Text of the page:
This study will have a social-anthropological focus. While using statistical data where possible, the research methods that will be used will mainly be qualitative: individual interviews, participant observation and focus group discussions. By investigating the (perception of) influence as experienced by people themselves, it will be possible to draw a picture of the way Internet and new-media influence their agency and the existing structures. I will also conduct research through on-line participant observation on Syrian social-network sites and by following the activities of other new media. Furthermore, I will investigate how (religious, social and governmental) structural forces (re)act towards the use of Internet and new Media by investigating policies, publications and activities.
Before the start of my fieldwork period (1 year), I will start with an extensive literature research on the subject. During the fieldwork period, I will gain access to the target group through my personal network of people, which I have built-up over the last couple of years (see also: personal information).
Theories and concepts (preliminary)
Central to this study are the concepts of structure and agency. Agency refers to the ability of people to act independently, have control over their life and make free choices. Structure, by contrast, refers to the pattern or framework of relationships between social institutions such as political systems, religion, class, customs and moral norms, which influence or limit the choices and opportunities that individuals possess. In applying these concepts, I will follow Anthony Giddens’ Structuration theory (1986).
The Structuration theory holds that all human action happens within the framework of an existing social structure which is controlled by a set of norms and laws. Therefore, human actions are at least partly predetermined based on the contextual rules under which they occur. However, structures are not definite and external, but sustained and modified by human actions. Therefore, in and through their activities (agency), people reproduce and transform the conditions (structures) that make these activities possible. Besides Giddens, this study will also build on publications by some of his contemporaries who have published on the subject, like Bourdieu (1977) , Berger & Luckman (1966) and Orilowski (1992, 2000), who have published on the duality of structure to technology.
Furthermore, I will also use sources from the realm of (new) media studies for the conceptual and theoretical framework of this study. Manual Castells has been one of the most significant social theorist of new media in the last two decades. In his Information Age trilogy (1996, 1998, 2000), Castells argues that the development of communication network structures and architectures is a core feature of the contemporary social condition. These networks are not controlled by anyone but extend outward from computing and information & communication technologies to all forms of social, economic and cultural relations. In Critique of Information (2002) the sociologist and critical theorist Scott Lash, builds forth on Castells and argues that the rise of the global information order is marked by a fundamental blurring of the distinction between culture and technology. This means that in order to influence relations of power, inequality and domination within a technological and informational culture, one must become part of the networks and flows of this informational culture.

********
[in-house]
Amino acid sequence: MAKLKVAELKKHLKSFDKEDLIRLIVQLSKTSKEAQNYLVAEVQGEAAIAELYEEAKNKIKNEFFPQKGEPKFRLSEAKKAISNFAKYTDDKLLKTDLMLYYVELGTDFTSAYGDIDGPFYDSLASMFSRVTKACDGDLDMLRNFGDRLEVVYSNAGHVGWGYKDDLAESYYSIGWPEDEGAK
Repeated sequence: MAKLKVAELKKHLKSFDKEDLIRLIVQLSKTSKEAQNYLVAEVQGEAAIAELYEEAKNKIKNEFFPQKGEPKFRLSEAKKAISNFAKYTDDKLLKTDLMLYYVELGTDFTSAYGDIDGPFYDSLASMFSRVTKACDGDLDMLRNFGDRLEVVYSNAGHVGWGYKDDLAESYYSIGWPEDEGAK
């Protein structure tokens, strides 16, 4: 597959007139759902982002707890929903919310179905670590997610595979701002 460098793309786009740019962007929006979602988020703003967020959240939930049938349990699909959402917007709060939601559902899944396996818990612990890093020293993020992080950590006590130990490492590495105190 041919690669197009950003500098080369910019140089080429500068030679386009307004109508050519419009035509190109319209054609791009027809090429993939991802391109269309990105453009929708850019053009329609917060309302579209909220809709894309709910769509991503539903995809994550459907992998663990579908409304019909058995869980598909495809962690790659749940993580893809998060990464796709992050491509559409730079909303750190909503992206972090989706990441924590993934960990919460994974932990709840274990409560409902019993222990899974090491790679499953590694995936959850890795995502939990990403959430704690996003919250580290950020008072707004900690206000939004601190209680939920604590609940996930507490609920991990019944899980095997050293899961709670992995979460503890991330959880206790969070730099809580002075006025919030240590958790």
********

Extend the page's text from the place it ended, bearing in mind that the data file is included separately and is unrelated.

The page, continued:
In their work on Internet use in Trinidad, Miller and Slater (2001) come to a rejection of Internet research that ‘focuses on the way in which new media seems to constitute spaces or places apart from the rest of social life (“real life” or offline life)’. Internet (and new-media) are rather spaces within social life in which new forms of sociality and new identities are emerging. Internet and new media should thus be seen as extensions of the social space rather than tools within the social space. Poster (2001) summarizes this as follows, ‘the Internet is more like a social space than a thing, so that its effects are more like those of Germany than those of hammers’. In conjunction with Miller and Slater, Jenkins (2006) argues that the frame of reference for individuals who are “connected”, is not the same as for those who are not. Connected people judge their social environment according to different standards, sourcing from norms, values and beliefs that not always match with the social practices they are subject to in ‘real’ life.
In relation to the research topic, we can say that instead of being an instrument to gain agency, Internet and new media may function as a place, within social space, that is out of reach for the structures that normally define it. That is, unless these structural forces will also embrace new media and the Internet. This “place within social space” creates a new social reference frame and a platform for sharing thoughts, beliefs and ideas which may contribute to the increase of an individual’s agency in society.